She says that her heart races. And though sometimes her feelings get hurt, and sometimes she feels like she likes him more so that hurts her pride, “But, so what? Just the fact that he’s there, makes me very happy.”
He watches with tears in his eyes. Those had better be tears of oh-shit-I-fucked-it-up-real-good, otherwise you don’t get to cry.
While all this is happening, Hang-ah arrives at the crossing point, and then the royal aide tells her that she needs to leave all her princess wear behind. Augh, it’s not heartbreaking enough to send her away, but you’re making her strip off every last remnant of clothing?
She sits quietly alone in a room, and begins to de-cinderellafy, piece by piece.
She finally gets ready to cross back over the border, wearing the same hanbok she wore when she arrived. Dad is waiting for her on the other side, and once she rounds the corner out of view, she collapses on his shoulder in the most sorrowful wails.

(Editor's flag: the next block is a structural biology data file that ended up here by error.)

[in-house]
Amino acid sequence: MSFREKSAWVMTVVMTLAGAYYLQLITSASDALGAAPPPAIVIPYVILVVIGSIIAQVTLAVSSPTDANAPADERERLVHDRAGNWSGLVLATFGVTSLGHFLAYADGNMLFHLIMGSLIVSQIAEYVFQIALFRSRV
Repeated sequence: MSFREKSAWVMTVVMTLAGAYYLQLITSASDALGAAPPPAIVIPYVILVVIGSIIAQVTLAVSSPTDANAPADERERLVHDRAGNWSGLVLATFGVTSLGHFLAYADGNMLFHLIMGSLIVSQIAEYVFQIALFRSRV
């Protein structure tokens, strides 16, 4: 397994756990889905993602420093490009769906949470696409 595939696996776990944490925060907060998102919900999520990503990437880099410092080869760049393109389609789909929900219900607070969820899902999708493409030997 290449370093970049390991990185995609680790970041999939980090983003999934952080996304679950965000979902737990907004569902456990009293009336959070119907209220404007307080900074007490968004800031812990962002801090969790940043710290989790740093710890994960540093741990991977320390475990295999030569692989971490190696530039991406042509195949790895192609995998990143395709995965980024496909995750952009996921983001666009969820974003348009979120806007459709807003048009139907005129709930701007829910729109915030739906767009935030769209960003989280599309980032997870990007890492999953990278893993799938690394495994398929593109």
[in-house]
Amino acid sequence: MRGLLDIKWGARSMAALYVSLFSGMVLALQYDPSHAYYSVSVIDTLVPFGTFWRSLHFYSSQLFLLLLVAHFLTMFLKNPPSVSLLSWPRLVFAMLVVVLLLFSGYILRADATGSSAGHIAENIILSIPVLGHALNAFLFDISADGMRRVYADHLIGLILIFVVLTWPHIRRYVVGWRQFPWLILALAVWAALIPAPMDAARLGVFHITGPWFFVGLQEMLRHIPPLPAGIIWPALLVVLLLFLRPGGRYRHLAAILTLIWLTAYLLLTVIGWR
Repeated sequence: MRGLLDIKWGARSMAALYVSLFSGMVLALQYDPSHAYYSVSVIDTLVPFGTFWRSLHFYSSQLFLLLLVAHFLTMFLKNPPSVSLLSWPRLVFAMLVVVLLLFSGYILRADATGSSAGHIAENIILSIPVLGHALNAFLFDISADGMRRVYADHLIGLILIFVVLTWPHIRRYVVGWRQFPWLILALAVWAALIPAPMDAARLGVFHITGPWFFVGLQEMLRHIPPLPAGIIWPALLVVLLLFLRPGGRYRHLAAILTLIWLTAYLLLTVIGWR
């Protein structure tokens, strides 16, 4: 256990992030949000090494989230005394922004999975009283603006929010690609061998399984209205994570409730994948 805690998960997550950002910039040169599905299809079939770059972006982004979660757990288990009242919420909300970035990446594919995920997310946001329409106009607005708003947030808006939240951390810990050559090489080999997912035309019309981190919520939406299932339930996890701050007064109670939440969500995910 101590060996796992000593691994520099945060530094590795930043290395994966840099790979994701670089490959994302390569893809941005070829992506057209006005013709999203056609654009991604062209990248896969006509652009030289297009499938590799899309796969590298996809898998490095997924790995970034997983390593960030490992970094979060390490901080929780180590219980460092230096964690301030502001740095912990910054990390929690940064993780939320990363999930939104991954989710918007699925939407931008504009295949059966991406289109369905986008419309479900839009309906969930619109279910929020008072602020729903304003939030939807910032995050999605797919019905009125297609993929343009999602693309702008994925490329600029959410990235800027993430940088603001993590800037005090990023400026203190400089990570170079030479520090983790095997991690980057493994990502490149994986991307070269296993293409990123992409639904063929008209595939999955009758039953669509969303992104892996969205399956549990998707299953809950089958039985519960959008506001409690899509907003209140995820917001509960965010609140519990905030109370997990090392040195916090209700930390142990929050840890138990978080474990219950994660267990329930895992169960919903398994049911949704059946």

Oof these tears are heartbreaking. It’s her first real chance to break down, now that she can lean on Dad.
As she cries, we hear the rest of her answer at the hearing in voiceover: “My identity? You’re asking who I really am? I’m just a woman who kept a man deep in her heart.”
Jae-ha sits in his office, mindlessly trying to crack hyung’s password, this time with a string of all the foods he can think of. Really? You think Jae-kang’s password might be “hamburger”? Jae-shin comes by with her pet parrot, who calls him “Comrade Lee Jae-ha” on sight. Ha. Did the bird spend time with Hang-ah?